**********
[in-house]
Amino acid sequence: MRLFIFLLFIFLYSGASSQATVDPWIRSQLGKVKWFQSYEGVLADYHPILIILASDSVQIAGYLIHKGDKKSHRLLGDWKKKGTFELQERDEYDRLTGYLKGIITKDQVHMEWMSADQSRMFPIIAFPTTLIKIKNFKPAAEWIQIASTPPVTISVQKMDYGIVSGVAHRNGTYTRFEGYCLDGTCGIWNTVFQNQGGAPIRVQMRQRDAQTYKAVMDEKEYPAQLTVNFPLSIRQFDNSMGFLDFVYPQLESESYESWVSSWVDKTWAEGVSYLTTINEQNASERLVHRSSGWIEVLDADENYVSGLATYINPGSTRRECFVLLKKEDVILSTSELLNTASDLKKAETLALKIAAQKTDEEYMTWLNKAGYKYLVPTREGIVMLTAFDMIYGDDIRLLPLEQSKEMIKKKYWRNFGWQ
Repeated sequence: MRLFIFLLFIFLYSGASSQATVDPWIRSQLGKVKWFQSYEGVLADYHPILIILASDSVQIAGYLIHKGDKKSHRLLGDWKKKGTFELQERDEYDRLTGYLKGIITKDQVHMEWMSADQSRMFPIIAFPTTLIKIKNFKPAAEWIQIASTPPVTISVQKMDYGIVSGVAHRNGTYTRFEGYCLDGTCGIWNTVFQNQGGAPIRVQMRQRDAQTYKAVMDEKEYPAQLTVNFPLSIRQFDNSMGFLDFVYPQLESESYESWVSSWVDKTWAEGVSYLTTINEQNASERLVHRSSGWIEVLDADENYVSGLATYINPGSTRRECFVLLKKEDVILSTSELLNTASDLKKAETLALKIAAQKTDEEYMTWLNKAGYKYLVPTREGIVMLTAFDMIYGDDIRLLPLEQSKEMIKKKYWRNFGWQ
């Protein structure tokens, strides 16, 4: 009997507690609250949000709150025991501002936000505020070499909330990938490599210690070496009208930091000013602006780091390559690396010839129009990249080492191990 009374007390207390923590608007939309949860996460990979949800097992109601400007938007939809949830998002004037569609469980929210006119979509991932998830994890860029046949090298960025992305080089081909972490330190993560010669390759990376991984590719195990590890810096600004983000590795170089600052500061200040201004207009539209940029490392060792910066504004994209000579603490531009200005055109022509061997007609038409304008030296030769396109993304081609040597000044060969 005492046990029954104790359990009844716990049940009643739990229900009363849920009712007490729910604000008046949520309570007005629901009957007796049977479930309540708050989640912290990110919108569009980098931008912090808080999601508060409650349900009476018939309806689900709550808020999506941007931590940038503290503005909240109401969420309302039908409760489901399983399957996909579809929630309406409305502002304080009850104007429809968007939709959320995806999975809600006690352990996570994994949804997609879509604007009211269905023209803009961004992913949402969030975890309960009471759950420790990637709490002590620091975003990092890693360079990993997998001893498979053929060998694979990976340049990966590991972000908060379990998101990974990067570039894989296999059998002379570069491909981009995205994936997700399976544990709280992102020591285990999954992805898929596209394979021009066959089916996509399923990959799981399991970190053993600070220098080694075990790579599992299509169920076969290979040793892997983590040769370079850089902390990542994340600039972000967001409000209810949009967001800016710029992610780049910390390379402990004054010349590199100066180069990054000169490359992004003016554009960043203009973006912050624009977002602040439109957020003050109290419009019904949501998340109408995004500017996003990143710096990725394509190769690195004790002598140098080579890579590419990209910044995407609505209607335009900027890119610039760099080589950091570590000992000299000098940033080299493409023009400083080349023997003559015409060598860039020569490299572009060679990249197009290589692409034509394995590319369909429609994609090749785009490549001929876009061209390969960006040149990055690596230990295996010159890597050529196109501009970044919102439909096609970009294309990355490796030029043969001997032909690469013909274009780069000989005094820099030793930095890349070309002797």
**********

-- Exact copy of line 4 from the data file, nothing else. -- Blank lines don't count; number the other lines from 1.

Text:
């Protein structure tokens, strides 16, 4: 009997507690609250949000709150025991501002936000505020070499909330990938490599210690070496009208930091000013602006780091390559690396010839129009990249080492191990 009374007390207390923590608007939309949860996460990979949800097992109601400007938007939809949830998002004037569609469980929210006119979509991932998830994890860029046949090298960025992305080089081909972490330190993560010669390759990376991984590719195990590890810096600004983000590795170089600052500061200040201004207009539209940029490392060792910066504004994209000579603490531009200005055109022509061997007609038409304008030296030769396109993304081609040597000044060969 005492046990029954104790359990009844716990049940009643739990229900009363849920009712007490729910604000008046949520309570007005629901009957007796049977479930309540708050989640912290990110919108569009980098931008912090808080999601508060409650349900009476018939309806689900709550808020999506941007931590940038503290503005909240109401969420309302039908409760489901399983399957996909579809929630309406409305502002304080009850104007429809968007939709959320995806999975809600006690352990996570994994949804997609879509604007009211269905023209803009961004992913949402969030975890309960009471759950420790990637709490002590620091975003990092890693360079990993997998001893498979053929060998694979990976340049990966590991972000908060379990998101990974990067570039894989296999059998002379570069491909981009995205994936997700399976544990709280992102020591285990999954992805898929596209394979021009066959089916996509399923990959799981399991970190053993600070220098080694075990790579599992299509169920076969290979040793892997983590040769370079850089902390990542994340600039972000967001409000209810949009967001800016710029992610780049910390390379402990004054010349590199100066180069990054000169490359992004003016554009960043203009973006912050624009977002602040439109957020003050109290419009019904949501998340109408995004500017996003990143710096990725394509190769690195004790002598140098080579890579590419990209910044995407609505209607335009900027890119610039760099080589950091570590000992000299000098940033080299493409023009400083080349023997003559015409060598860039020569490299572009060679990249197009290589692409034509394995590319369909429609994609090749785009490549001929876009061209390969960006040149990055690596230990295996010159890597050529196109501009970044919102439909096609970009294309990355490796030029043969001997032909690469013909274009780069000989005094820099030793930095890349070309002797």